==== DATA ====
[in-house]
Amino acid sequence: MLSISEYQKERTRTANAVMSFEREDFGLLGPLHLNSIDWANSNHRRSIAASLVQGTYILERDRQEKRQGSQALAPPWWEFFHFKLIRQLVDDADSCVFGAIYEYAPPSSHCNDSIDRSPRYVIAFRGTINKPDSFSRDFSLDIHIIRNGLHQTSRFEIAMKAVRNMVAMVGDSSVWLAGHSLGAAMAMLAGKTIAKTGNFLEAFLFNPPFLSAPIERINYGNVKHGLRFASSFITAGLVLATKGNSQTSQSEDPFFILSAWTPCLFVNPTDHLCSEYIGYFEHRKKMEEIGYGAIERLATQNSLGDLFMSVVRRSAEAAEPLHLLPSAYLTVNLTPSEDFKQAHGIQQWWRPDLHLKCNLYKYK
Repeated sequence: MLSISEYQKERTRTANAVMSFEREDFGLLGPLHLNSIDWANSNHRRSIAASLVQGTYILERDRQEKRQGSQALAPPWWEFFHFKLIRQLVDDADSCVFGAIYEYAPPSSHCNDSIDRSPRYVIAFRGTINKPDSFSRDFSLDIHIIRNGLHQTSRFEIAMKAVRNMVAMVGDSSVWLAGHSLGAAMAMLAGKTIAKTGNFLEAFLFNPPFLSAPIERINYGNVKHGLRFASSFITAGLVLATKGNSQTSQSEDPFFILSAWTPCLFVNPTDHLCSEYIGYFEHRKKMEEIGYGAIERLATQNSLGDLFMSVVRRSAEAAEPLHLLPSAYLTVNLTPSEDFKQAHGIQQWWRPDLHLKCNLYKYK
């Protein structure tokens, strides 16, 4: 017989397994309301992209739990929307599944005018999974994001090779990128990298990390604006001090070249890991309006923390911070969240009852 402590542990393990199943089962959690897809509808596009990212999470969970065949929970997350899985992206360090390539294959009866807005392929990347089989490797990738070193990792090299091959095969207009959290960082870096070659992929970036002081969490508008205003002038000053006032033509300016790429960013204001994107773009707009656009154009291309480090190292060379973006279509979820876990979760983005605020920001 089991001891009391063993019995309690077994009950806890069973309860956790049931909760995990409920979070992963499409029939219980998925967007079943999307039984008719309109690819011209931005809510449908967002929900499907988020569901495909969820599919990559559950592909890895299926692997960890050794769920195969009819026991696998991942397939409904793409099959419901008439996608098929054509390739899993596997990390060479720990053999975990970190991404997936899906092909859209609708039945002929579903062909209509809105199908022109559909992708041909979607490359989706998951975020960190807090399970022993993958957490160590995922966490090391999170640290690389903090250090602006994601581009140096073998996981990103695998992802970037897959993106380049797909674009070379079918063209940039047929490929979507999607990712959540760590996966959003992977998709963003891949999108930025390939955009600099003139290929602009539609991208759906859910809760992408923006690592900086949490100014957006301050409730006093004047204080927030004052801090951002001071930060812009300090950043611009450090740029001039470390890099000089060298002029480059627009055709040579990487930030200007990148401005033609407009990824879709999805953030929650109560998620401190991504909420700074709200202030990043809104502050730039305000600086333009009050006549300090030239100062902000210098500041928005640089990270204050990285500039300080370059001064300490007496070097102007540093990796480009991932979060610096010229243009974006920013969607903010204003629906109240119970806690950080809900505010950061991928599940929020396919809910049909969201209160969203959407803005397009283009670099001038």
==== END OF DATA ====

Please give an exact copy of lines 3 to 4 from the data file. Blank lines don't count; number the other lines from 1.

Repeated sequence: MLSISEYQKERTRTANAVMSFEREDFGLLGPLHLNSIDWANSNHRRSIAASLVQGTYILERDRQEKRQGSQALAPPWWEFFHFKLIRQLVDDADSCVFGAIYEYAPPSSHCNDSIDRSPRYVIAFRGTINKPDSFSRDFSLDIHIIRNGLHQTSRFEIAMKAVRNMVAMVGDSSVWLAGHSLGAAMAMLAGKTIAKTGNFLEAFLFNPPFLSAPIERINYGNVKHGLRFASSFITAGLVLATKGNSQTSQSEDPFFILSAWTPCLFVNPTDHLCSEYIGYFEHRKKMEEIGYGAIERLATQNSLGDLFMSVVRRSAEAAEPLHLLPSAYLTVNLTPSEDFKQAHGIQQWWRPDLHLKCNLYKYK
């Protein structure tokens, strides 16, 4: 017989397994309301992209739990929307599944005018999974994001090779990128990298990390604006001090070249890991309006923390911070969240009852 402590542990393990199943089962959690897809509808596009990212999470969970065949929970997350899985992206360090390539294959009866807005392929990347089989490797990738070193990792090299091959095969207009959290960082870096070659992929970036002081969490508008205003002038000053006032033509300016790429960013204001994107773009707009656009154009291309480090190292060379973006279509979820876990979760983005605020920001 089991001891009391063993019995309690077994009950806890069973309860956790049931909760995990409920979070992963499409029939219980998925967007079943999307039984008719309109690819011209931005809510449908967002929900499907988020569901495909969820599919990559559950592909890895299926692997960890050794769920195969009819026991696998991942397939409904793409099959419901008439996608098929054509390739899993596997990390060479720990053999975990970190991404997936899906092909859209609708039945002929579903062909209509809105199908022109559909992708041909979607490359989706998951975020960190807090399970022993993958957490160590995922966490090391999170640290690389903090250090602006994601581009140096073998996981990103695998992802970037897959993106380049797909674009070379079918063209940039047929490929979507999607990712959540760590996966959003992977998709963003891949999108930025390939955009600099003139290929602009539609991208759906859910809760992408923006690592900086949490100014957006301050409730006093004047204080927030004052801090951002001071930060812009300090950043611009450090740029001039470390890099000089060298002029480059627009055709040579990487930030200007990148401005033609407009990824879709999805953030929650109560998620401190991504909420700074709200202030990043809104502050730039305000600086333009009050006549300090030239100062902000210098500041928005640089990270204050990285500039300080370059001064300490007496070097102007540093990796480009991932979060610096010229243009974006920013969607903010204003629906109240119970806690950080809900505010950061991928599940929020396919809910049909969201209160969203959407803005397009283009670099001038």